James Chin is Professor of Asian Studies, University of Tasmania.
Malaysia is enthralled by the battle between Mahathir Mohamad and his long-time rival Anwar Ibrahim, striving once again over who might be the next prime minister -- but something far more significant is happening outside the spotlight which will have an impact on Malaysian politics for years to come.
It has its origins in the financial scandal surrounding the sovereign wealth fund 1Malaysia Development Berhad, or 1MDB, where billions of dollars were misappropriated from a government-owned body. The discovery of the missing money led to more than a dozen senior leaders of the then ruling United Malays National Organization, including former prime minister Najib Razak, being charged with corruption. Those charged deny wrongdoing.
Najib's family was also caught up. His wife, Rosmah Mansor, was charged with soliciting millions of dollars in bribes linked to contracts for a solar energy project involving rural schools. Her son from her first marriage, Riza Aziz, better known as a producer of The Wolf of Wall Street, was charged with five counts of money laundering allegedly misappropriated from 1MDB. They also deny wrongdoing.
But since UMNO came back into power in March, things have been looking up for Najib, his family and others associated with 1MDB.
Since the change of government, the new Malaysian attorney general has dropped high-profile cases against two key UMNO-linked people. First, in early May, the attorney general settled with Riza Aziz using a legal maneuver called discharge not amounting to an acquittal, or DNAA.
Under the DNAA, Riza will pay the Malaysian government $108 million in overseas assets. Critics argue that this is only 40% of the $248 million that he had been charged with laundering from the 1MDB fund. He will also be made to pay a fine.
Then in June, the attorney general dropped corruption charges against Musa Aman, a senior UMNO leader and ex-chief minister of Sabah state.
All these actions are legal: under the system inherited from the British, the attorney general is the sole authority when it comes to prosecutions. He has absolute discretion.
Developments in Najib's own trial suggest good news for him. In early June, former Attorney General Mohamed Apandi Ali, who was widely criticised for clearing Najib in the 1MDB investigations, filed an affidavit that the lead prosecutor in Najib's trial, Gopal Sri Ram, had a "clear mission of bias" against Najib.
This affidavit is being used as evidence to try and disqualify Gopal from the trial, with a hearing in mid-July. If Gopal is removed from the trial, critics think the case against Najib will be dealt a fatal blow.
What all of this amounts to is that the coalition government, in which UMNO is the largest party, seems to be working hard to rehabilitate its reputation. UMNO knows that if the 1MDB mess is not cleared up legally, it will come back to haunt the party in the next general election. There is a consensus among the current UMNO leadership that Najib and 1MDB caused UMNO to lose power in 2018.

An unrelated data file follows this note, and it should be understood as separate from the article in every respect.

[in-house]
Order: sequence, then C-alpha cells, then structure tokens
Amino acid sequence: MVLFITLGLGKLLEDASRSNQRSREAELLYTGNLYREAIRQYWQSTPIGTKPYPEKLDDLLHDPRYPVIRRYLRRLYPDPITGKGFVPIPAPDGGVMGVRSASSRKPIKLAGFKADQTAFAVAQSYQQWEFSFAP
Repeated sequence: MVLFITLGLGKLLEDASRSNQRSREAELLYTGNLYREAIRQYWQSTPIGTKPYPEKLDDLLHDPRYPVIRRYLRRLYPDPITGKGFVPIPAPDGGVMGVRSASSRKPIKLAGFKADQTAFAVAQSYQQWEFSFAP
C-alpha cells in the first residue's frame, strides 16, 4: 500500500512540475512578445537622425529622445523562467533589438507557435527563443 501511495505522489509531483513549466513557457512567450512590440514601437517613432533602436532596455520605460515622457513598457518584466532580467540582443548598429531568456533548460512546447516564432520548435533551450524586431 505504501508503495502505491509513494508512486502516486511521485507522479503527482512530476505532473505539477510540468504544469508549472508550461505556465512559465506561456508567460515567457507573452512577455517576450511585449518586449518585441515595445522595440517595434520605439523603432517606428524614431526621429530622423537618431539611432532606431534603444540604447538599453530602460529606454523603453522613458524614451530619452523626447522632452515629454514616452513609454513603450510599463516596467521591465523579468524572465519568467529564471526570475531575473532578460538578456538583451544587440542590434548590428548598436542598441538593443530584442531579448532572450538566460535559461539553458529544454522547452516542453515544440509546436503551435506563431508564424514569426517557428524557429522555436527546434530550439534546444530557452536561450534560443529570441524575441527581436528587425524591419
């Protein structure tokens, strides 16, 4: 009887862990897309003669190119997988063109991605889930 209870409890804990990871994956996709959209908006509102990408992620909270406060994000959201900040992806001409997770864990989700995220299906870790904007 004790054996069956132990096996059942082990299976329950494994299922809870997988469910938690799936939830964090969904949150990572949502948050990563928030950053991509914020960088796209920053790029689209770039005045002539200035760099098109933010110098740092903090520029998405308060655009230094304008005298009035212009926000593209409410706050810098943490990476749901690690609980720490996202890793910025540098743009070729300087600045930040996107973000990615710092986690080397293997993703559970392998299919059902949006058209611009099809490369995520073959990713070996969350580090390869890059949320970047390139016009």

If Najib and 1MDB can be "cleaned" quickly, then the process of rehabilitating the UMNO brand can begin. Otherwise voters will associate UMNO with 1MDB and corruption for years to come.
At the personal level, there is every incentive for the top UMNO leadership to push for the 1MDB and other corruption trials to be settled as soon as possible. Many of those charged hold the most senior positions in UMNO and some were denied cabinet posts because of the trials.
Najib, in particular, is still one of the major power-brokers in UMNO despite 1MDB. In fact, there were even calls inside UMNO to restore him to the party presidency. Najib, more than anyone else, knows that his political dynasty hinges on being found not guilty in any of the 1MDB trials.
All these legal maneuvers have taken place against the backdrop of the COVID-19 crisis. Because of the virus, parliament is not sitting, which allows the government to operate without scrutiny by lawmakers.
More importantly, the COVID-19 calamity has also meant less public interest about what is happening in the 1MDB cases. The public is far more worried about jobs and the restarting of the economy. Malaysia has just begun phase one of its COVID-19 reopening and people are coping with new ways of working and trying to put food on the table.
If Najib comes back into power, the culture of kleptocracy which enabled 1MDB -- whoever was responsible -- will make a swift comeback. The 1MDB scandal has already cost the country billons and badly shaken its banking system -- in fact, the banking systems of half a dozen countries.
Far more importantly, Malaysia will never reach the goal of being a fully developed country while major scandals go unresolved.
Do not write off Najib. In this region, grand corruption is not a mortal sin in politics. There are plenty of examples of how politicians with extensive corruption allegations come back to power. Najib may be one of them.